Since January 2020, the COVID-19 pandemic has caused widespread impacts on virtually every sector of the global economy, including world trade and global supply chains. The unprecedented effect of such a pandemic and the resultant restriction rules imposed in many countries have revealed acute bottleneck in supply chains links in many trade regions. For example, it has been widely reported that significant disruptions have been experienced by a number of firms whose supply chains are heavily dependent on China, and more than 200 of the Fortune Global 500 firms have a presence in Wuhan, the highly industrialized province where the outbreak originated, and has been hardest hit. As a result, it has been argued that the existing globalised economies might require to be restructured in the aftermath of the COVID-19 pandemic when governments and firms start to re-strategize their critical supply chains through back-shoring and near-shoring. Hence, the reconfiguration of global supply chains and restructuring of their associated operations is inevitable.
As more than 90% of the world trade in terms of volume are moved by sea, the global maritime supply chain is considered critical. Like many other economic sectors, various segments of the maritime industry have been severely impacted by COVID-19. The pandemic has exposed the vulnerability of maritime networks, port efficiency, and hinterland connectivity. As a consequence, global shipping markets have been negatively affected with the slump in demand for goods on everything from container ships to oil tankers. The impact of COVID-19 has not only forced cruise shipping to cancel orders and trips, but also created a massive reduction in demand due to non-essential travel, a largely reduced workforce in factories and the closure of production and shipbuilding facilities. Being closely and directly linked to the economic activities, the container shipping sector has also been severely affected due to lockdowns and other social restrictions. Meanwhile, ports as critical nodes in global maritime supply chains have been congested due to reduced workforce, productivity and lengthened cargo receipt/delivery transactions. At the same time, other shipping intermediaries i.e. freight forwarders and logistics service providers who play crucial roles in connecting demand and supply of maritime supply chains have also suffered due to reduced business transactions.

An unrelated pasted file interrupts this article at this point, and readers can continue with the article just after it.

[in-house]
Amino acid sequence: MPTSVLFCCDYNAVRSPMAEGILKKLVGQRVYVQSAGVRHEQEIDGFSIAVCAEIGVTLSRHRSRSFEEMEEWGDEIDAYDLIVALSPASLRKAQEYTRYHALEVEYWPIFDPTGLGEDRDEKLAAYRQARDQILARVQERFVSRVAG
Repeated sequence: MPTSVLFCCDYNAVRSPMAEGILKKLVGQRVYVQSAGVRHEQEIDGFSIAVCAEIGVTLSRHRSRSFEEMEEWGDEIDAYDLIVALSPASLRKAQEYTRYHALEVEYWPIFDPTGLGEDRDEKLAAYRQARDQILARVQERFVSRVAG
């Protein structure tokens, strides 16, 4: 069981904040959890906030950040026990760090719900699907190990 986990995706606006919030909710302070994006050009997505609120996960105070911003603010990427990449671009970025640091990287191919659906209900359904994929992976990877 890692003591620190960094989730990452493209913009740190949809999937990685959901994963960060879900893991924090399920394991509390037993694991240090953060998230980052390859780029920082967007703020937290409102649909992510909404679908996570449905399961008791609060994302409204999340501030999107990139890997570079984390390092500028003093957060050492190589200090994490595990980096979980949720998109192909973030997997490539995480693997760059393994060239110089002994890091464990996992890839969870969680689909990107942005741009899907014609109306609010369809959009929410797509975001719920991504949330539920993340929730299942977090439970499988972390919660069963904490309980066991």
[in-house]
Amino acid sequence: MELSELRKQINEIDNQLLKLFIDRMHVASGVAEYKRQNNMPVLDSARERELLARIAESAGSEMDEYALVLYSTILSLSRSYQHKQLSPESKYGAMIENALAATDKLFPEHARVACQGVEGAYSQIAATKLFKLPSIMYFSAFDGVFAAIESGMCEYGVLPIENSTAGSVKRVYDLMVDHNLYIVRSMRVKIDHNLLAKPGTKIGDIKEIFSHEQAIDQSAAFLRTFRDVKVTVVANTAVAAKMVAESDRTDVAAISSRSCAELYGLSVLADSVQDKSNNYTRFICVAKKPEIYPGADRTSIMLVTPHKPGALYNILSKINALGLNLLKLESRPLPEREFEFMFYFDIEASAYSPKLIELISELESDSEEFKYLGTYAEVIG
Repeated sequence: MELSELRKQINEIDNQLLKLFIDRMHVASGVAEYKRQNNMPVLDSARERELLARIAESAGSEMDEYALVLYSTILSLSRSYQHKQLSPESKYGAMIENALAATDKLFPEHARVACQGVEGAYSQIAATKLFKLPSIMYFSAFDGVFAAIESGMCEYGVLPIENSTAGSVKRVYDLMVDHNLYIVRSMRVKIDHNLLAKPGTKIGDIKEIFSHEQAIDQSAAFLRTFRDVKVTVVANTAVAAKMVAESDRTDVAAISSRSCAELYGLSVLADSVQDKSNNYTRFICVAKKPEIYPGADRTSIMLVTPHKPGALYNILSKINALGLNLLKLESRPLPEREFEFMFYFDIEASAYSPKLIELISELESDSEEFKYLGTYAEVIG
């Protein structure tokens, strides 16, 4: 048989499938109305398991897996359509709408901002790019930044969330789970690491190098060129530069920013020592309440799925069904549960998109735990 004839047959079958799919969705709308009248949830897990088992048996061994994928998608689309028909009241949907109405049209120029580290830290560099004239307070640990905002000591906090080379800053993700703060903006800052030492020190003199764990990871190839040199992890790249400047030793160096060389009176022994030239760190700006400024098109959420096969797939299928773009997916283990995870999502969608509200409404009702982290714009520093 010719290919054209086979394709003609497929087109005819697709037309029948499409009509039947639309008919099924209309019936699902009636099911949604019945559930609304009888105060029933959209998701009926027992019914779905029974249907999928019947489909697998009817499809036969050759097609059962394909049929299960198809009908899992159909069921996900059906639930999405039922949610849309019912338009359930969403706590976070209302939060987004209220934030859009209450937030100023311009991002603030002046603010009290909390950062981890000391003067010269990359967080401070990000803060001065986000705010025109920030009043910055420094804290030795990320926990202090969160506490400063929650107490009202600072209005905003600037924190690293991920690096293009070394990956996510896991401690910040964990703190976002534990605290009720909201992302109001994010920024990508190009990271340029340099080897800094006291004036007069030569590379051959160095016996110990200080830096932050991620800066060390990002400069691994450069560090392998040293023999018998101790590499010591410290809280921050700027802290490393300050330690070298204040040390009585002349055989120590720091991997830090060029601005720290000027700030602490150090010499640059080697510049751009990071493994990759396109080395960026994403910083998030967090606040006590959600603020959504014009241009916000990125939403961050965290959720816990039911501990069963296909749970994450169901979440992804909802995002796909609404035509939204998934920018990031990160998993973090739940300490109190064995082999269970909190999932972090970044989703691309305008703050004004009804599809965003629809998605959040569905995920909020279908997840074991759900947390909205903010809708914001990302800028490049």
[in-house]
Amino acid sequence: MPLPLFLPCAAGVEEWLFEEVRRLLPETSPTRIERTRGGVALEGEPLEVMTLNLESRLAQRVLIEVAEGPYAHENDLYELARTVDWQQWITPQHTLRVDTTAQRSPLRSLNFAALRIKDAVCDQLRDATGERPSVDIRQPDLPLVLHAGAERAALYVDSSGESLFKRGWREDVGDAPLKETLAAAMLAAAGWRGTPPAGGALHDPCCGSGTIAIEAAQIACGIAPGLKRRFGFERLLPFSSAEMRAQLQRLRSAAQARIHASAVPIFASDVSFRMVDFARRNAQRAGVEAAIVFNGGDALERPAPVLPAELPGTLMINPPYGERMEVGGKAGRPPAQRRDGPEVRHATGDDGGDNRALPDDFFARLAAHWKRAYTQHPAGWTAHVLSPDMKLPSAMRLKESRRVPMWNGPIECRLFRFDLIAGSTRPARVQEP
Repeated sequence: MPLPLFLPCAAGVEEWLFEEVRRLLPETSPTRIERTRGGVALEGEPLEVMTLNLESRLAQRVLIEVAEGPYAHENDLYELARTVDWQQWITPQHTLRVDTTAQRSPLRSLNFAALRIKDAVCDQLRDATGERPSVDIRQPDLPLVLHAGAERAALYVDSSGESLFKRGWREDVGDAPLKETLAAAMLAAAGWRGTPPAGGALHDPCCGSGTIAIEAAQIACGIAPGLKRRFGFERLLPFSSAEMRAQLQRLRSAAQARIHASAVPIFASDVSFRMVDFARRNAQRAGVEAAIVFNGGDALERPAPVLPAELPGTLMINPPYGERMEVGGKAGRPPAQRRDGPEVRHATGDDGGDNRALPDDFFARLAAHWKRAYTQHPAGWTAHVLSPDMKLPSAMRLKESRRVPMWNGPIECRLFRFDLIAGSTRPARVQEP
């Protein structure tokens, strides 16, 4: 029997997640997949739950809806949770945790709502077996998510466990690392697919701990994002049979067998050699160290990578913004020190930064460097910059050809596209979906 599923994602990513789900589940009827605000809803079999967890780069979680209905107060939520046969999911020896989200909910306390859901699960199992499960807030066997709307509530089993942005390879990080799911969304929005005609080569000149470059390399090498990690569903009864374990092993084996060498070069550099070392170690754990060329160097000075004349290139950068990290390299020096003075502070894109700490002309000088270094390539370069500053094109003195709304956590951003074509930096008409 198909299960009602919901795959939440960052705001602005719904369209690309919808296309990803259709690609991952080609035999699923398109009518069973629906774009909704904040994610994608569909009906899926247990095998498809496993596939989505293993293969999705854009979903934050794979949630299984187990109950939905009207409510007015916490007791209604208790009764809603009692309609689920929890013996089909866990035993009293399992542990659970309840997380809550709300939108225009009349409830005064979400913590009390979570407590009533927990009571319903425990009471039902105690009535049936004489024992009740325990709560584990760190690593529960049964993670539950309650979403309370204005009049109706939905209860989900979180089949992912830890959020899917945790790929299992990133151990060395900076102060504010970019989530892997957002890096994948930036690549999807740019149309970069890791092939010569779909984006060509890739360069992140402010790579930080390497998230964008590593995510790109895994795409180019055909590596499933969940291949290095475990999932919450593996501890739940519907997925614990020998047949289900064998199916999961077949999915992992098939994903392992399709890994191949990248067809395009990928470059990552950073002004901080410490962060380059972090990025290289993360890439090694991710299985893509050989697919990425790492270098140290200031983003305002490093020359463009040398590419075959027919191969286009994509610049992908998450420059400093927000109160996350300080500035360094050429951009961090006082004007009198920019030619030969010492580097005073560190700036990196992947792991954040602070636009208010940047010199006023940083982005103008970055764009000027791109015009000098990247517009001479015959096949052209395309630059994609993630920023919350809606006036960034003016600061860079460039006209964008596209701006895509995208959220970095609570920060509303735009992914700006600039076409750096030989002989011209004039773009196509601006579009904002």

Given this context, there is a need to re-evaluate global maritime supply chains in light of the new business environment. Hence, the focus of this special issue is on understanding possible trends of global trade and maritime supply chains and developing strategies and policies in the aftermath of the pandemic. It is expected that papers will contribute to furthering our knowledge on:
- what lessons have been learned so far and what preparedness alternatives are necessary?
- what new best practices and strategies are required to be developed and implemented? and,
- how can technology assist in minimising and mitigating the risks of distributing goods and services during and after the pandemics?
This special issue of the Maritime Business Review aims to address the aforesaid issues and encourages the submission of high quality and impactful research. We believe that expected new knowledge and practices from this special issue will help building more resilient and responsive maritime supply chain networks during and after the pandemic business environment. We encourage in-depth case studies, papers with secondary data analysis, and papers with primary data analysis employing qualitative/quantitative or mixed-method.
Several research themes can be addressed in this special issue. Some research issues may include but are not limited to:
• Impacts of reshoring or near-shoring production and supply destinations and reconfiguration of global maritime supply chains;
• Triple-Bottomline (economic, social and environmental) impacts of COVID-19 on various sectors of maritime supply chain i.e. dry and liquid bulk, general cargo, container, cruise, as well as ports and terminals, freight forwarding, and ship building;
• Capacity management of the various maritime supply chain sectors to adapt to the fluctuating market demand;
• Strategies to address vulnerability and build more resilience and responsive maritime supply chain networks in the aftermath of COVID-19;
• Mitigation strategies of shipping, port and other maritime sectors in the post-pandemic business environment;
• The role of digital technologies in decision-making processes and coordination mechanisms in the new business environment;
• Designing innovative collaborative partnership and supply chain network structures for developing robust global maritime network systems.